250 healthy adults, ages 18 to 75, were asked to fill out the Psychosomatic Sense Checklist (PSC). PSC is a pencil and paper questionnaire and includes 35 sense items such as feeling tired, stiff shoulders, neck tension, feeling sad, anxious, lonely, happy, relaxed, energetic, etc. Each item has a rating scale of 1 to 4, where 1 is the lowest and 4 is the highest.
The attendees rated their senses both before and after doing Tapping Touch. Their age range was between 19 and 73, and the average age was 41.
The data was then statistically analyzed and broken down into 3 different categories (indexes). These were: 1) Index related to stress, fatigue, tension, 2) Index related to positive emotions, and 3) Index related to negative emotions. In each item in all categories, statistically significant changes were seen. The results of these analyses are shown in the following graphs.
Before-After Comparison of Stress/Fatigue/Tension :(t = 22.81, p < .001);
Each Sense Item :(p < .001)
Before-After Comparison of Negative Emotions :(t = 19.23, p < .001);
Each Sense Item :(p < .001)
Before-After Comparison of Positive Emotions :(t = 22.81, p < .001);
Each Sense Item :(p < .001)
62nd Annual Conference of the Japanese Society of Public Health, 2003.
The State-Trait Anxiety Inventory (STAI) was used with 65 subjects, aged 20 to 70. The average age was 41. There are two subtests to the STAI test: State and Trait. In this study, only the State subtest was used in order to measure the subjects' level of anxiety immediately before and after giving and receiving Tapping Touch.
General research has established that a normal anxiety score level is 45 (Mean score). Subjects for Tapping Touch scored an average of 46.5 before Tapping Touch, which is about the same as the norm. After receiving and giving Tapping Touch, their score was reduced by about 10 points, which is statistically significant.
Presented at the 62nd Annual Conference of the Japanese Society of Public Health, 2003.
At the Neuro-physiology Laboratory in Kinan Hospital, Mie, Japan, a group of 10 subjects were tested for physiological changes using the following neuro-physiological equipment and questionnaires.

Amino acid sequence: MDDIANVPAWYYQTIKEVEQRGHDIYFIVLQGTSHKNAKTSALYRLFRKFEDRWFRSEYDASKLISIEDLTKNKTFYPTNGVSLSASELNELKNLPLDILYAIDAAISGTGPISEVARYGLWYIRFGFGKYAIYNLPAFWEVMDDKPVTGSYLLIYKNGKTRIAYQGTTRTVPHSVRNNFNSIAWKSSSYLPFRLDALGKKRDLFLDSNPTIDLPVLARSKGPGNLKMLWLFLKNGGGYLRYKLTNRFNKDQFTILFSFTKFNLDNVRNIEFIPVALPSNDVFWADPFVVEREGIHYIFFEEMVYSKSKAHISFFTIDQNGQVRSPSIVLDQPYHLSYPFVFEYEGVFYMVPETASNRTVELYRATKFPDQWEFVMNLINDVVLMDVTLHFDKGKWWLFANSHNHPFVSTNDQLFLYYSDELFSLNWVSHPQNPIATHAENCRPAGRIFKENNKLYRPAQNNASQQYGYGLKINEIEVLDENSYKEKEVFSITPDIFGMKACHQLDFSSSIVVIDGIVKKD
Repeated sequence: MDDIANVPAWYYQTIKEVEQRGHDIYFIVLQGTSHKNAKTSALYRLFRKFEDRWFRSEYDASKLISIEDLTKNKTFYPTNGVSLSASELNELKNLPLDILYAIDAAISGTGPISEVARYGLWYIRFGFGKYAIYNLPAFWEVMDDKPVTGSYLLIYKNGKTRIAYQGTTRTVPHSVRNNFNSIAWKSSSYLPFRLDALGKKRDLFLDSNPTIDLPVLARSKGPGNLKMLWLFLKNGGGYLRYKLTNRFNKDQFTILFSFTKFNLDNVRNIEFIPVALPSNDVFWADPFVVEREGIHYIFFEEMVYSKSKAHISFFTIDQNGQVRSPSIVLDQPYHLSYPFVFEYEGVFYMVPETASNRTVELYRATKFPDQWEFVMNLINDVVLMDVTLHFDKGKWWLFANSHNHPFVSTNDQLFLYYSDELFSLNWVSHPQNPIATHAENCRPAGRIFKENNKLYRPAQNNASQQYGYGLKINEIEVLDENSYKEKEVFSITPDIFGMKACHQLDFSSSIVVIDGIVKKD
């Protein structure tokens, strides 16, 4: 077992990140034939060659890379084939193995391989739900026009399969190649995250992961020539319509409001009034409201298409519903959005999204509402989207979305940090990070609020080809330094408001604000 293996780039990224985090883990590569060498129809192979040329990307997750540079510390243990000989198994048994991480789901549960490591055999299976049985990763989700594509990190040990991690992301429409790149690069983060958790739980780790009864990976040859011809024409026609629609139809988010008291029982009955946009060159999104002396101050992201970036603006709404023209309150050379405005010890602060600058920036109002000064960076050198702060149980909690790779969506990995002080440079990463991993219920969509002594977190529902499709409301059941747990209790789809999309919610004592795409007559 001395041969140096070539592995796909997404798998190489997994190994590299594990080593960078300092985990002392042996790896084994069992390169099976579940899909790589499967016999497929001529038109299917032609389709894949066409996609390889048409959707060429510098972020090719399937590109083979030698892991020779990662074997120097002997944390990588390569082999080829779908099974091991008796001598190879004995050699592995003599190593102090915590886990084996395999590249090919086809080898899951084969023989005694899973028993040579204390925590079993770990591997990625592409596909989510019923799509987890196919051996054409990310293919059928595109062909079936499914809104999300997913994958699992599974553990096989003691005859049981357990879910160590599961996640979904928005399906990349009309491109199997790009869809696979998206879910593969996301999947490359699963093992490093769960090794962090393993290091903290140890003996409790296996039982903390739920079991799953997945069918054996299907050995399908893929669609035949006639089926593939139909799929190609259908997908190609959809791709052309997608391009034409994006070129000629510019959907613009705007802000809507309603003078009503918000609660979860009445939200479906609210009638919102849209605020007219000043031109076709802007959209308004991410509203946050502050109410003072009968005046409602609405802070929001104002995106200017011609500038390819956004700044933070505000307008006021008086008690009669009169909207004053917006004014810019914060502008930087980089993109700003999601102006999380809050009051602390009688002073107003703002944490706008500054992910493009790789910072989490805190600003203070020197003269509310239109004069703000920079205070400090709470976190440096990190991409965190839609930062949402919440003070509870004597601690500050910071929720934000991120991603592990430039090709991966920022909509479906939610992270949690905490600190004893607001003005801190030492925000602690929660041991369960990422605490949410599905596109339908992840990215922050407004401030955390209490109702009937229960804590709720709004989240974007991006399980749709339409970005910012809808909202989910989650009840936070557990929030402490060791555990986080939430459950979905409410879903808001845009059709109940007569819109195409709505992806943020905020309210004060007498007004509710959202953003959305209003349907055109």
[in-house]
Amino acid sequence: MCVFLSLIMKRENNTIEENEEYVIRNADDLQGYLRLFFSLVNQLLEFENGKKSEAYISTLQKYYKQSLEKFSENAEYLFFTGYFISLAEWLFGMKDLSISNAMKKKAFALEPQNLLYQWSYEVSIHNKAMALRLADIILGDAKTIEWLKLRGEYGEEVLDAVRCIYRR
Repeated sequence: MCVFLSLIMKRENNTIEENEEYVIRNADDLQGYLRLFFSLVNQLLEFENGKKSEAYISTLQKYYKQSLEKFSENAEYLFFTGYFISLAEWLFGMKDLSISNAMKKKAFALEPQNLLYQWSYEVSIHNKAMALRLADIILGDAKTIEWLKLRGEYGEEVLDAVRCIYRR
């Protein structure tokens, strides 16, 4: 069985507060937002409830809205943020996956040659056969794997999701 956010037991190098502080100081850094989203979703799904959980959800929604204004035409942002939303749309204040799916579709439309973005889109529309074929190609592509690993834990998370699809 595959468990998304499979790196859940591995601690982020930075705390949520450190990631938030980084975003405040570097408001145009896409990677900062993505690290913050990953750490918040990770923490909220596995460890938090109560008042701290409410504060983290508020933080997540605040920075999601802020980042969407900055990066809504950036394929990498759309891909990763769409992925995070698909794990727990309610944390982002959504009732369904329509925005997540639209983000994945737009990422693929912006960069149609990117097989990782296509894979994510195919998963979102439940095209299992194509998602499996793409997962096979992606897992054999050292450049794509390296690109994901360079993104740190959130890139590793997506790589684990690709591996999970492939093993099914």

Of 10 subjects, 5 subjects fell asleep during the assessment later shown by the analysis of obtained brain-wave data. They seemingly became very relaxed and fell asleep during the measurement after Tapping Touch. Due to the sensitivity of measurement equipment used, their results were considered not compatible with those who were awake and thus invalid for the current study. The following summary includes only the 5 subjects who were awake during the measurement after receiving Tapping Touch.
Overall results indicate that those subjects with higher levels of subjective stress tended to show greater increases in skin surface temperature and the heart rate variability coefficient, indicating greater activation of the parasympathetic nervous system.*
Tapping Touch also tended to increase alpha waves, suggesting that Tapping Touch encourages brain relaxation. Alpha waves are commonly found when the brain is highly relaxed, but not asleep.
Future research is needed: 1) with a larger number of subjects, including subjects under a high level of stress, 2) using A-B Research Design*, and 3) under research conditions that prevent subjects from falling asleep during assessment.
Results were presented at the 62nd Convention of the Japan Society of Public Health (2003).
Serotonergic (5-HT) neurons are known to play a role in the suppression of anxiety, tension, pain and depressive symptoms among humans. Also, previous scientific studies have established that 5-HT neural activity is enhanced by rhythmic behaviors such as walking, swimming, drumming, and chewing.
We thus hypothesized that Tapping Touch may enhance 5-HT neural activity. Tapping Touch involves a rhythmic behavior, i.e., rhythmically tapping with the hands of right and left alternately. Also, in clinical settings, it has been consistently evidenced that Tapping Touch has suppressive effects on anxiety, tension, pain and depressive symptoms.
Nine healthy volunteers, 18 to 76 years old, participated in this study. The research was conducted at the medical department of Toho University, in collaboration with Dr. Hideho Arita.
The subjects were paired and asked to do Tapping Touch with each other for 30 minutes (15 min. each). They were assessed at pre- and post-course, as described below.
The subjects' brain activities, such as alpha waves and frontal robe blood flow change, were also assessed with EEG and Brain Topography.
To assess the serotonergic neural activity, we sampled blood and urine before and after Tapping Touch. For analysis of 5-HT activity, we determined 5-HT levels quantitatively in the whole blood (WB) and urine (Urine) using HPLC system.
To assess psychological changes, standardized and validated self-report measures were administered: (1) the Profile of Mood State (POMS) and Visual Analogy Scale (VAS).
Results showed significant main effects of Tapping Touch on the 5-HT level. Furthermore, among the psychological parameters, 4 dimensions of the POMS (Tension-Anxiety, Depression-Dejection, Fatigue, Confusion) and all dimensions of VAS (Pain, Anxiety, Depression, Tension, Guilt, Stress) improved significantly after experiencing Tapping Touch.
Details of the research results are withheld for other scientific paper. Partial results are shown in the following graph.
Results were presented at the 68nd Convention of the Japan Society of Public Health (2009).